Entering your 60s can be overwhelming when it comes to feeling that your body is falling apart. You imagine all sorts of failures and laugh and joke about them with friends.
Yet, underneath the attempt to age with good humor, there resides an underlying fear relating to personal vulnerabilities regarding any hint of poor health. To deflect these fears, it is common to develop a laundry list of complaints, real or imaginary, accompanied by a laundry list of fears.
Fear of death is ubiquitous when you accept the unknown future of health issues. Will I get cancer? Will I have diabetes? Will I have arthritis? Rheumatism? Shoulder issues? Compromised knees? How is my cholesterol? To say nothing of eye and teeth issues.
For two years, my optician told me that I ought to think about removing my cataracts.
“Why,” I asked him. “I can see fine.”
On a visit in January of this year, my optician was firm.
“Your vision is compromised, but you don’t realize it because you are used to it,” he said. “Time for cataract surgery.”
“I’ll get to it in summer. My book will be out, vacations taken, family situated. Promise.”
Four months later, I capitulated. There was no use holding hands with denial. It was April. Night driving was difficult: I saw halos around car lights, little flashing lights played on the sides of my eyes, and I recognized that I was off balance when dancing.
I had to make time for this procedure. I felt resistance trying to accomplish my scheduling tasks until one of my best friends made me promise to her that I would take care of the cataract procedure by the end of summer.
She had her cataract operation in May. I made plans to have surgery on both eyes in July. I found myself apprehensive until I had my eyes examined by my ophthalmologist.
“You wouldn’t pass an eye exam for a driver’s license,” he said with no bedside manner or sense of humor. “And your right eye is worn out. Eyes age.”
“But I can see fine,” I said to the doctor.
“You think you can see, because that’s your perception but not your reality,” he said.
I was obviously living in an alternate universe.
I was strangely calm after that diagnosis, and I plied the doctor with questions about the cataract removal procedure.
I had been given opinions by multiple people, some of whom had already undergone the eye procedure, some of whom had not. It’s human nature to hear what you want to hear and dismiss what you don’t want to hear.
I told the doctor about a friend who had paid $10,000 for both eyes.
“Did he have multiple lenses put on?” I asked.
“There are no multiple lenses. There are different kinds of lenses for each particular eye problem. Your friend chose the Cadillac lens and obviously didn’t use insurance.”
“Should I get the Cadillac lens?” I asked. “I want to see the best that I can.”
“You will see perfectly well with the lenses I am prescribing,” he said. “It wouldn’t matter if you used the Cadillac lenses your friend preferred.”
We got into the cost for the both eyes – another aspect from my conversations with other people. If your friend quotes a price to you, it most likely will be incorrect.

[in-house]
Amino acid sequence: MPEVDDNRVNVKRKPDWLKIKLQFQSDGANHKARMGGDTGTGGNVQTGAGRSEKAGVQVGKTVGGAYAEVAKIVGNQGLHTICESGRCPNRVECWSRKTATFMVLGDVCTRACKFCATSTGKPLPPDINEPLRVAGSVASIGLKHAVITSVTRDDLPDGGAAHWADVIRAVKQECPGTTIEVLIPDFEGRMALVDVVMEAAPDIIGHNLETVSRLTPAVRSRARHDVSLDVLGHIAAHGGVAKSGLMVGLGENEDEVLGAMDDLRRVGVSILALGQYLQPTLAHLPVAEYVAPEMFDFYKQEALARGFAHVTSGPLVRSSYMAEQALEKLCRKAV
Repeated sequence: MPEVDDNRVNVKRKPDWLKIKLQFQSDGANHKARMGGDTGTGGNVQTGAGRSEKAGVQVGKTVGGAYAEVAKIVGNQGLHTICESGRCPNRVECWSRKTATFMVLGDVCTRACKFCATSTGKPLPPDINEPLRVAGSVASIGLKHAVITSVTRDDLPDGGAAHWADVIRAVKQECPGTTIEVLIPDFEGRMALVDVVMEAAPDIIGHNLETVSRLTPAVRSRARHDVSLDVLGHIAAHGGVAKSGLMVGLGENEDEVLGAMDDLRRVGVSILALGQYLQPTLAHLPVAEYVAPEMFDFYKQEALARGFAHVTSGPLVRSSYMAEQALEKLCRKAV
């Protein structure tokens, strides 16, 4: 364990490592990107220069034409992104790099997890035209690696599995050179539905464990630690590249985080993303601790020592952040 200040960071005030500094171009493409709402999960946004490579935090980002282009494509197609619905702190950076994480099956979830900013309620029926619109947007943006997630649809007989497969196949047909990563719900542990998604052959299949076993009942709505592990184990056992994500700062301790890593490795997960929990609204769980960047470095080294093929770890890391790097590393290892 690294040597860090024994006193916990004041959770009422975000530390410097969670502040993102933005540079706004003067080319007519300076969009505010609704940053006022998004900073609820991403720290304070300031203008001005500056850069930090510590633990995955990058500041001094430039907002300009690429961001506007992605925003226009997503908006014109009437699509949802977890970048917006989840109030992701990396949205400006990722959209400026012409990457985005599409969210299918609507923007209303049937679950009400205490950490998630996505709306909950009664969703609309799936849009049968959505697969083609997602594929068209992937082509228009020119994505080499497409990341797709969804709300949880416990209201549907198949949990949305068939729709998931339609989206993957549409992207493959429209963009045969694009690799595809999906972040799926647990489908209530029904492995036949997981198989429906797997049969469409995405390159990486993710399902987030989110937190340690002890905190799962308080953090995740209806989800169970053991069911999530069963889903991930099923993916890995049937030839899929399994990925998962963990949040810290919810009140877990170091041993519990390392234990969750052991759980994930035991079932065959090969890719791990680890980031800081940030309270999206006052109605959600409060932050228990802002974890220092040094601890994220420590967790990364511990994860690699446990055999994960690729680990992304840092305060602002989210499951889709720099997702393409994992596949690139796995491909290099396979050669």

Eyes, even on the same person, are different and unique. The cornea on one of my eyes had to be reshaped. It was developing a small astigmatism. That was new. The doctor told me that my right eye was not functioning.
It is best not to play the guessing game when it comes to cost until the ophthalmologist tells you what each eye costs, if anything, depending on insurance.
Most importantly, make sure you go to an ophthalmologist that takes Medicare. Do not assume every doctor does. And know what your insurance plans cover before you begin making decisions on any medical procedure.
You do not know when your health, including eye health, will affect you adversely. Some of my friends who are in their 70s have no cataract issues. Their eyes are free from cloudiness. Lucky them.
But eventually, most of you will encounter an eye issue. The most common and damaging eye condition is dry eyes. Over a period of a decade or so, dry eyes can cause eye damage.
If you can barely open your eyes in the morning, or your eyes itch during the day, or if your eyes are persistently red, please see your optician. I had dry eyes so severe, my optician put me on steroid eye drops.
I’ve told many of my friends and acquaintances about my cataract operation. Their eyes got wide with fear. They plied me with questions, and mostly, they wanted to know if it hurt.
Then they said they should make an appointment. They should take care of it. And they don’t. Because of fear. Don’t let fear dictate how you take care of your health.
For the most part, cataract surgery doesn’t hurt. You have a mild anesthesia when undergoing the procedure. And if you go to a reputable doctor, maybe recommended by someone you trust, you will notice that the clinic has invested in top of the line technology in the operation room.
When you wake up, you might be a little tired, but if you follow the instructions by the doctor and nurses – to rest and use the prescribed eye drops – you will have good results. More importantly, you will see what you haven’t seen in years.
How do you deal with your eyes? Do you put off getting them examined once a year? If you have had cataract surgery, how was your experience? Please share in the comments below.
Tags Healthy Aging